National Trends in Prayer Use as a Coping Mechanism for Depression: Changes from 2002 to 2007

UMMS Affiliation

Department of Psychiatry

Publication Date


Document Type



Religion; Depression; Mental Healing; Adaptation, Psychological; Spiritual Therapies; Spirituality


Alternative and Complementary Medicine | Behavioral Disciplines and Activities | Mental and Social Health | Psychiatry | Psychiatry and Psychology | Religion


To analyze national trends in the use of prayer among individuals with depression, we adopted a cross-sectional design with data from the adult Alternative Medicine supplement of the National Health Interview Survey 2002 and 2007. Prayer use and depression were combined into 4 categories: (a) prayed in the past 12 months and depressed; (b) prayed in the past 12 months and not depressed; (c) never prayed but depressed; and (d) never prayed and not depressed. Chi-square tests and multinomial logistic regressions were performed to analyze group differences. All analyses were adjusted for the complex sample design and conducted in SAS-callable SUDAAN. Use of prayer for depression was steady at 6.9 % across time; however, general prayer increased significantly between 2002 and 2007 (40.2 vs. 45.7). Women, aged 50-64, unmarried, with high school education were more likely to use prayer while depressed compared to those who were neither depressed nor prayed. Lifestyle behaviors (e.g. alcohol, smoking, exercise) were also associated with prayer use and depression. Prayer use for depression remained steady with unique relationships occurring among those who smoke, use alcohol, and have irregular exercise. Individuals' use of prayer as a potential complementary treatment for depression suggests that it is critical for mental and physical health treatment providers to be aware of the use of prayer as a coping resource.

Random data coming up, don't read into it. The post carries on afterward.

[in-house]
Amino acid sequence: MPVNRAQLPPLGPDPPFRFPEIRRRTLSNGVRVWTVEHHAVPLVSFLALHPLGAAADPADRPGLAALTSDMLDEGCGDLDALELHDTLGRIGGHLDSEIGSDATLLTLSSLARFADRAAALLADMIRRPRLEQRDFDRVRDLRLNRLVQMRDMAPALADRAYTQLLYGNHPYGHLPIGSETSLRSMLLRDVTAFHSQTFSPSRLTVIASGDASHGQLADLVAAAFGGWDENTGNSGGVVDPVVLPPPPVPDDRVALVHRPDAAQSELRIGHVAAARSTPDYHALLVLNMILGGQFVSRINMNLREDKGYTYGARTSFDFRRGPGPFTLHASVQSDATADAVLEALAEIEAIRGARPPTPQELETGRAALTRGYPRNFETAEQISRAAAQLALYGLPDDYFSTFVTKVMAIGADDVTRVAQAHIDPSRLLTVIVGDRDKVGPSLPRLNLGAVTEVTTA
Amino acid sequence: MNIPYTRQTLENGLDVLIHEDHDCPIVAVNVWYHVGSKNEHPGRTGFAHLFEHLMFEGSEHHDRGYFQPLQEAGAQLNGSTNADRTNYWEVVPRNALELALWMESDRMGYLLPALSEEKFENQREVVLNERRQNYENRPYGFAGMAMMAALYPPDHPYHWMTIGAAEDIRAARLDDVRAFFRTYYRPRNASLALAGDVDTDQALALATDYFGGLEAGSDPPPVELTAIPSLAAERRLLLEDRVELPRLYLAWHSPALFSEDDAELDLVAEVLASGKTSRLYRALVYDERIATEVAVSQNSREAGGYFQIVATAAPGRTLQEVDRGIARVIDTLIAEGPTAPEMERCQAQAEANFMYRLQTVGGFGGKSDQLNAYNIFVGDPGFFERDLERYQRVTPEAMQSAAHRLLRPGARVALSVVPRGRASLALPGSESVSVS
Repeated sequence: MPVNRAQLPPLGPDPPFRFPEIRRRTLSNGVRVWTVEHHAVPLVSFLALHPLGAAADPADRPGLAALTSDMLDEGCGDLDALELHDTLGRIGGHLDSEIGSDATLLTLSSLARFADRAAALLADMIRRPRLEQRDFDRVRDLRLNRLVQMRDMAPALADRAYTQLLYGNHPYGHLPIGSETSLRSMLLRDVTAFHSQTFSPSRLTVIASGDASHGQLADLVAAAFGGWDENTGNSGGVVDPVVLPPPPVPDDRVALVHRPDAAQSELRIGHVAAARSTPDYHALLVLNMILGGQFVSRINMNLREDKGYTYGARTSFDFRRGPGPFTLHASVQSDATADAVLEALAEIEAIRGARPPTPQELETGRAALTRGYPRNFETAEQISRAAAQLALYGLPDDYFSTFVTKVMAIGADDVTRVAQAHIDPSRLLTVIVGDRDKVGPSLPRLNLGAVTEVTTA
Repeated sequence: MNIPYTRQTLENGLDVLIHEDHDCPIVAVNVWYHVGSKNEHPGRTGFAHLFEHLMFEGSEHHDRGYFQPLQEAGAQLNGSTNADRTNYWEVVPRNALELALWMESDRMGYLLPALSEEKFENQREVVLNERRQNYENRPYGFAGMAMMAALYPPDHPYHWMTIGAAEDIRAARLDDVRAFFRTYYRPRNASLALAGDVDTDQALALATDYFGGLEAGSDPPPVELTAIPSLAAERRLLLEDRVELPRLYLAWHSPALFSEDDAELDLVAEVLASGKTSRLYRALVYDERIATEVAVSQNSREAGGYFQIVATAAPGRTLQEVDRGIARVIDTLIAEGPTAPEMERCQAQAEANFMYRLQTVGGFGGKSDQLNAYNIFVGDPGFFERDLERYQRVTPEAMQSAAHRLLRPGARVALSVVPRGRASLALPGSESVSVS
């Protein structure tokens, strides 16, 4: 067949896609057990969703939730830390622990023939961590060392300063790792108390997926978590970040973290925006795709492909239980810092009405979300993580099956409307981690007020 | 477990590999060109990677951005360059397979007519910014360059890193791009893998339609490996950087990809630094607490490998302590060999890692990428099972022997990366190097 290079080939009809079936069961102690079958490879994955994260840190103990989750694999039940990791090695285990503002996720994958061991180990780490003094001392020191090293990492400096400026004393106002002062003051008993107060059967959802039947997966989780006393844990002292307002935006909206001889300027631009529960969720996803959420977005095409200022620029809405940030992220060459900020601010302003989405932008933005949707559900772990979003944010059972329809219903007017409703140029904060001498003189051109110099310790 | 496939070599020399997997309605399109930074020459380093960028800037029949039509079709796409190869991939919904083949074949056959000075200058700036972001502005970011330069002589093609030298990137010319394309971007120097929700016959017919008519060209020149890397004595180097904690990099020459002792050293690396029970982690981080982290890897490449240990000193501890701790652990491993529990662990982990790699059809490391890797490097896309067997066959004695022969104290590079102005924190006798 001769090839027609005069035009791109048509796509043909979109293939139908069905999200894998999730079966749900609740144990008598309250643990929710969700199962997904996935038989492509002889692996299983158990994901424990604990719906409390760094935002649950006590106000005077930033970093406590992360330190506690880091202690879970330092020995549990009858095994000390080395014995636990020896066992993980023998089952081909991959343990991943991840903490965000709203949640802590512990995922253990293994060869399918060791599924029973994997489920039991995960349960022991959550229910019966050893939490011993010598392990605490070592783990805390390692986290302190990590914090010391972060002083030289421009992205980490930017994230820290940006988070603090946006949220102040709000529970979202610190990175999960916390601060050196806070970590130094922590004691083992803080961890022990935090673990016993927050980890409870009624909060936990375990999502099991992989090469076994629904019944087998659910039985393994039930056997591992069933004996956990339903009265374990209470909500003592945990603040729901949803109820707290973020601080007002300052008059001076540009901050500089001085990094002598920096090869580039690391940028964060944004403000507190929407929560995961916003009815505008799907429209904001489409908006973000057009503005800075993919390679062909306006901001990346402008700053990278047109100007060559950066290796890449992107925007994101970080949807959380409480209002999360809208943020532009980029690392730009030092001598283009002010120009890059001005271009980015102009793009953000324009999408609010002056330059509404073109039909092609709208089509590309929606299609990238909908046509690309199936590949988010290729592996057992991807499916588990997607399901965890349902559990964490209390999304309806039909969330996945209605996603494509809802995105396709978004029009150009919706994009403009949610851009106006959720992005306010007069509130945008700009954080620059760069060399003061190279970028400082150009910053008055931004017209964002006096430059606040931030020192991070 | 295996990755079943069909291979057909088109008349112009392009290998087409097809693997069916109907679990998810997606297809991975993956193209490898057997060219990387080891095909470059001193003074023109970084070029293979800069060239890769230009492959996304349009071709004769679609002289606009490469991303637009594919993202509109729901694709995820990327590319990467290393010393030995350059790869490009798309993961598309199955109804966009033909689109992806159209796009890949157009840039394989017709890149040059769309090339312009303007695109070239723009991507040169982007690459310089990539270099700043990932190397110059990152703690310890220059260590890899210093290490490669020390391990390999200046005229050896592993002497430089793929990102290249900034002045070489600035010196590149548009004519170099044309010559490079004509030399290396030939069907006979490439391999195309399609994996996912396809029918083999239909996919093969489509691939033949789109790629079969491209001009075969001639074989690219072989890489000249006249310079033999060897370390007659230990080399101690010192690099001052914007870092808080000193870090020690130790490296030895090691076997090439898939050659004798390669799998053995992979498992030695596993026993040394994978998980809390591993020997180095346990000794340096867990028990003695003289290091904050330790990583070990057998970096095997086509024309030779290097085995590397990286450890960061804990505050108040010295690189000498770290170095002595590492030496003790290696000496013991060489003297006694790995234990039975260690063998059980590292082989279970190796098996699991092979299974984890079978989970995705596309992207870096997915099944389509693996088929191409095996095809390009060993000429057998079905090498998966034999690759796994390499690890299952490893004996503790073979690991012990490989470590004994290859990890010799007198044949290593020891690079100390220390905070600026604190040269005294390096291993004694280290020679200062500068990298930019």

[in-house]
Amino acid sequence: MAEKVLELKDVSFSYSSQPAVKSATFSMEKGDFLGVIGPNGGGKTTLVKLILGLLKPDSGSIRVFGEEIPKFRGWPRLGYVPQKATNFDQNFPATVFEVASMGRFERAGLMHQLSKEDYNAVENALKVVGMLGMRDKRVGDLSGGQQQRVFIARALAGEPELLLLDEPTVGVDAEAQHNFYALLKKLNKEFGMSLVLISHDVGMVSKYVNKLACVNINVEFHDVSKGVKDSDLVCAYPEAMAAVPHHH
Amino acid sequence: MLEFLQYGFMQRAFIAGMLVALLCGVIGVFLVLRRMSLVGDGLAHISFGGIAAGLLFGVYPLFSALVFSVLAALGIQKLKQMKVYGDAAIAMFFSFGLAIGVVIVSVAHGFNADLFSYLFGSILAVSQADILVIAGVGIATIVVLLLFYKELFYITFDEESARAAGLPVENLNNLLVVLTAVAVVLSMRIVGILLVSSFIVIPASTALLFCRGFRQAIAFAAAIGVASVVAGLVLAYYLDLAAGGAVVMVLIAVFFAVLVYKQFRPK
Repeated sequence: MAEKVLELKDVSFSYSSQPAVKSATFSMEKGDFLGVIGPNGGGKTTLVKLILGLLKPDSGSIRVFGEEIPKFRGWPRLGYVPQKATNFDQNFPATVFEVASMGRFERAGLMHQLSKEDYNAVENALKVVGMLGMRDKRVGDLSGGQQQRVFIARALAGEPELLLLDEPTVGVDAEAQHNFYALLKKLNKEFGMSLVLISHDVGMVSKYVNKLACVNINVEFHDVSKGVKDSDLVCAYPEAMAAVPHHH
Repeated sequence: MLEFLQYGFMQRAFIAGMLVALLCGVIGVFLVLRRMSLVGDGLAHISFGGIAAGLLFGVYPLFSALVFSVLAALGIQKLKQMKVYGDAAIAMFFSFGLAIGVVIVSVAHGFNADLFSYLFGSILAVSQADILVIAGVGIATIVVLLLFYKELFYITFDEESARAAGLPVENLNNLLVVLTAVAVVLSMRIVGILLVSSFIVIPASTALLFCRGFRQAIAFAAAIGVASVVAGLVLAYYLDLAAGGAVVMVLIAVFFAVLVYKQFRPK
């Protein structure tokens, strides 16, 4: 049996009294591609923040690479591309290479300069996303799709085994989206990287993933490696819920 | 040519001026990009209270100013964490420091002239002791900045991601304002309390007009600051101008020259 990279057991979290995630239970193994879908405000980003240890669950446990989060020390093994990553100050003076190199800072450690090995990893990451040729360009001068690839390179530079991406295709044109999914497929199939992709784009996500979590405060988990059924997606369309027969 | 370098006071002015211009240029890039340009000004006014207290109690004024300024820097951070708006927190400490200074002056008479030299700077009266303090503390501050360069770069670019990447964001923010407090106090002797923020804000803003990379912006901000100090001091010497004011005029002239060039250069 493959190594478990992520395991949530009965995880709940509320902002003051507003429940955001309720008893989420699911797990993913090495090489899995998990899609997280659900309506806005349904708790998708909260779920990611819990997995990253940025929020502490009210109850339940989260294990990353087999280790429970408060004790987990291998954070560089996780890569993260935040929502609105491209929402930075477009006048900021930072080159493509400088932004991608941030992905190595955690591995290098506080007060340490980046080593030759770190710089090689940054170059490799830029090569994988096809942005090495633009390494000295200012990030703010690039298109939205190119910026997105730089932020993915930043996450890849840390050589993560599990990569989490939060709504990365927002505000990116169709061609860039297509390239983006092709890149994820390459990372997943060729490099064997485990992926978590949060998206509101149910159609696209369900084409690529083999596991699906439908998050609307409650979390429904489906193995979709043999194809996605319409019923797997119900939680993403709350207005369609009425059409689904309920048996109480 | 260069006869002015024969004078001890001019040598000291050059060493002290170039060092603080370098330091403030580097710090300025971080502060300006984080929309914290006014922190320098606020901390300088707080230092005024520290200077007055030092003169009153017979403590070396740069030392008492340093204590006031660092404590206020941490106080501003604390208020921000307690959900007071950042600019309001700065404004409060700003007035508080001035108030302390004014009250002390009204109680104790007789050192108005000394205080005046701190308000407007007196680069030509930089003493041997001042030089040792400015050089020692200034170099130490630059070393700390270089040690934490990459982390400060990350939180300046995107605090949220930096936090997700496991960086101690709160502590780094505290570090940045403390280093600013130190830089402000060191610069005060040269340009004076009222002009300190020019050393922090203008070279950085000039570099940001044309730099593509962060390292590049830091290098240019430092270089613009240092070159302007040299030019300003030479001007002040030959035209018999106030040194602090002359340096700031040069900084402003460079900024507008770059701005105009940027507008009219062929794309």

DOI of Published Version



J Relig Health. 2012 Oct 6. Link to article on publisher's site

Journal/Book/Conference Title

Journal of religion and health

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Link to Article in PubMed

PubMed ID